SONHS Awarded U.S. Health and Human Services Grant

SONHS Awarded U.S. Health and Human Services Grant

By SONHSNews

SONHS Awarded U.S. Health and Human Services Grant

By SONHSNews
Nurse Anesthetist Traineeship project receives additional three-year funding to address needs of medically underserved regions and populations

The U.S. government’s Health Resources and Services Administration (HRSA) recently awarded the School of Nursing and Health Studies a three-year competitive renewal totaling over $154,000 in recommended support for its Nurse Anesthesia Traineeship project. This award began with $16,649 in 2019.

The SONHS Nurse Anesthetist Traineeship (NAT) project provides financial support and mentorship to full-time nurse anesthesia students who express their commitment to working in medically underserved area/population or health professional shortage areas after graduation. The award amount of $62,653 for the 2020 budget year beginning July 1 will enable SONHS to include over 60% of the school’s currently enrolled student registered nurse anesthetist (SRNA) population in the project. Recommended support is $47,446 for 2021-2022 and $43,902 for 2022-2023.

 “This training grant from the U.S. Department of Health and Human Services will contribute to a better understanding of the role that health care disparities play in the health of the population,” explains NAT principal investigator Juan E. Gonzalez, PhD, CRNA, professor of clinical and director of the Nurse Anesthesia Program. “This program orients traineeship recipients to identify possible barriers to the health care their patients may encounter and fosters a sense of commitment.”

Last year over 75% of graduates from the school’s BSN-DNP (Doctor of Nursing Practice) Nurse Anesthesia Program were practicing in settings that are medically underserved or experiencing a shortage of health professionals.

“We are in a very good location for diversity,” notes Gonzalez. “Through our clinical site placements, program grads of all backgrounds become even more aware of the need and the importance of taking care of underserved demographics. As they become more aware of this reality, it makes sense that they choose to serve where the need is greatest. If you can increase the number of culturally competent providers patients can identify with, those patients may be more likely to follow up with their care, as opposed to feeling neglected.”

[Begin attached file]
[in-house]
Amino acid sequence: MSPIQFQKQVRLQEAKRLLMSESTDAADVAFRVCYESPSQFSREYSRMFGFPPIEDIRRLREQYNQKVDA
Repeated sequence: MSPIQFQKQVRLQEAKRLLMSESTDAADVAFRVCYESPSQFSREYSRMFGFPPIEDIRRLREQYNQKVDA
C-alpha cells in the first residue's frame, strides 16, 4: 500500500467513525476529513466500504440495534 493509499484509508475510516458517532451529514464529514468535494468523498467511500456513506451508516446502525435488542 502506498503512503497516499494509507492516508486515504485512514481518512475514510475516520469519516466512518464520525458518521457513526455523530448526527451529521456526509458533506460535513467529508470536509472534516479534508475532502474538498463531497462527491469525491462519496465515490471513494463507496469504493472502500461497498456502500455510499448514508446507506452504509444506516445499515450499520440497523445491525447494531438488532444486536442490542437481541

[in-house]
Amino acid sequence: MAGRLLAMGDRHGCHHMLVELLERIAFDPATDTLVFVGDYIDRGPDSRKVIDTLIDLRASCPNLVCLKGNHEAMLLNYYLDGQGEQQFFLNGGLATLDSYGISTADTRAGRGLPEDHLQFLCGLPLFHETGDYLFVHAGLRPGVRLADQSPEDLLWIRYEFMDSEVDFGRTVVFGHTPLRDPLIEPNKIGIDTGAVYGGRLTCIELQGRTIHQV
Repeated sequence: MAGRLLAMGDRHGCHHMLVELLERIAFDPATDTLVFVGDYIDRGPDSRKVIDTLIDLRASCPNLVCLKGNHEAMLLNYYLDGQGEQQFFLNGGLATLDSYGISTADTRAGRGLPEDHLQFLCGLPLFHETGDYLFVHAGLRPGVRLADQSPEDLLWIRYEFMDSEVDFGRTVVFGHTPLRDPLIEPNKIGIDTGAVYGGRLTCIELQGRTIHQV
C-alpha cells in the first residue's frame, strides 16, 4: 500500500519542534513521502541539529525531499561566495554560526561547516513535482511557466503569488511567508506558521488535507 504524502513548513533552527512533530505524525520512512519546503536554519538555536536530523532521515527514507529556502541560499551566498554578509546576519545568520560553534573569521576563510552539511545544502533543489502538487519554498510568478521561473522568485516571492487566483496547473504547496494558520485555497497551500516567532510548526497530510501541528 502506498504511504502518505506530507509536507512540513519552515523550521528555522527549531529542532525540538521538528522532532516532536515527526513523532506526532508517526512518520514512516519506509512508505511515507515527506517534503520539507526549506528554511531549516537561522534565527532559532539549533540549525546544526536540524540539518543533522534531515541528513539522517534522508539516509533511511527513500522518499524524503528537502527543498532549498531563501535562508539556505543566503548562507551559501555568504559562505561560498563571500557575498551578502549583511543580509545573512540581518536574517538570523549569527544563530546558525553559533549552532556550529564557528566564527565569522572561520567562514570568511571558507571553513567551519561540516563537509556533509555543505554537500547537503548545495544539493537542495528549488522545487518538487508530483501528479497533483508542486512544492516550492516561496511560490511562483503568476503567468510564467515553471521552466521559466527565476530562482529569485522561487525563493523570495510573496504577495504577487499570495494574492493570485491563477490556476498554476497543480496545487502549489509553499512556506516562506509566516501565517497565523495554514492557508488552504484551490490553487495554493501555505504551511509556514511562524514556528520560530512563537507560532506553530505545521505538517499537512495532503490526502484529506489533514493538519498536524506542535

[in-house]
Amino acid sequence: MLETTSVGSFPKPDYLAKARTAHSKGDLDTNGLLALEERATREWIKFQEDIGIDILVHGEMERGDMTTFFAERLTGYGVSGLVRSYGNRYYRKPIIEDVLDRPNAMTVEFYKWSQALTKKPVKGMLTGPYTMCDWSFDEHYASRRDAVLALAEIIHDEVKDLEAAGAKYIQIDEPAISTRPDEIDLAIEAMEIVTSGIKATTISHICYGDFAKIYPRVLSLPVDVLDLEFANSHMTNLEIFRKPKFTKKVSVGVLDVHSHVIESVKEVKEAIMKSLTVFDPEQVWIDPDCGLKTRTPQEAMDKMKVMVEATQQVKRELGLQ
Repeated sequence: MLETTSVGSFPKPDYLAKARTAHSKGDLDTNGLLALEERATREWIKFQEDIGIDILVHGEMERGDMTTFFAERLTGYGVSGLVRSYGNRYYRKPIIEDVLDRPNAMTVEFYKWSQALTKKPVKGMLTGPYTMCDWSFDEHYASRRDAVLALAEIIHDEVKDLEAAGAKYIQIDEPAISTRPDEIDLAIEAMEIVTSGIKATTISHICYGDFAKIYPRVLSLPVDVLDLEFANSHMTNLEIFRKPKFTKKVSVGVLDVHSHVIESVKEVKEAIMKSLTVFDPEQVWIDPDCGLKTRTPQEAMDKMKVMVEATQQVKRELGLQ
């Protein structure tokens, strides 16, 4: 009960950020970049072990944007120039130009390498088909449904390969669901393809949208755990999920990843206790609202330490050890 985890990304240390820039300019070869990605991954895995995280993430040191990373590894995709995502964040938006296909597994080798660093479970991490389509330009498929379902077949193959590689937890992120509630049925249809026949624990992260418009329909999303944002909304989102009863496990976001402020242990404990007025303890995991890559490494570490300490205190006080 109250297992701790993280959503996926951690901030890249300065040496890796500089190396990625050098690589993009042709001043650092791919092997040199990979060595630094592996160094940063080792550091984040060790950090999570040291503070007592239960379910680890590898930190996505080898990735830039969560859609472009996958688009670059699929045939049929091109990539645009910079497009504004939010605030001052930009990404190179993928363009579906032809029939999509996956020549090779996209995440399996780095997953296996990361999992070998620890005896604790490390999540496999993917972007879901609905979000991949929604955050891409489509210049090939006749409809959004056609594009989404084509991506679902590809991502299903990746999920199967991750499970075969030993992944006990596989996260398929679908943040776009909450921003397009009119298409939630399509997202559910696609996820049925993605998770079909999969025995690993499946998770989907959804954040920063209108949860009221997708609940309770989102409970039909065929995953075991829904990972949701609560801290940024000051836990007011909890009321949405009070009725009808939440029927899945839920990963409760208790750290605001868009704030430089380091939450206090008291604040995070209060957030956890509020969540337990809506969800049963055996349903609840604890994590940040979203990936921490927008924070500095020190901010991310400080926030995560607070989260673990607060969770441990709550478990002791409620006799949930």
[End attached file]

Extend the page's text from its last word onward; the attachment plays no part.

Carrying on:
The award also supports the federal government’s priority to combat the opioid abuse epidemic with an emphasis in rural, underserved populations, where most anesthesia services are provided by certified registered nurse anesthetists (CRNAs). “We teach all of our students opioid-sparing techniques in anesthesia, which could be an emphasis on regional anesthesia without narcotics whenever possible, as well as a more holistic approach to pain management and other non-opioid approaches, rather than just opioid management,” says Gonzalez.

 

This project is supported by the Health Resources and Services Administration (HRSA) of the U.S. Department of Health and Human Services (HHS) as part of an award totaling $79,302 with 0 percentage financed with non­governmental sources. The contents are those of the author(s) and do not necessarily represent the official views of, nor an endorsement, by HRSA, HHS or the U.S. Government.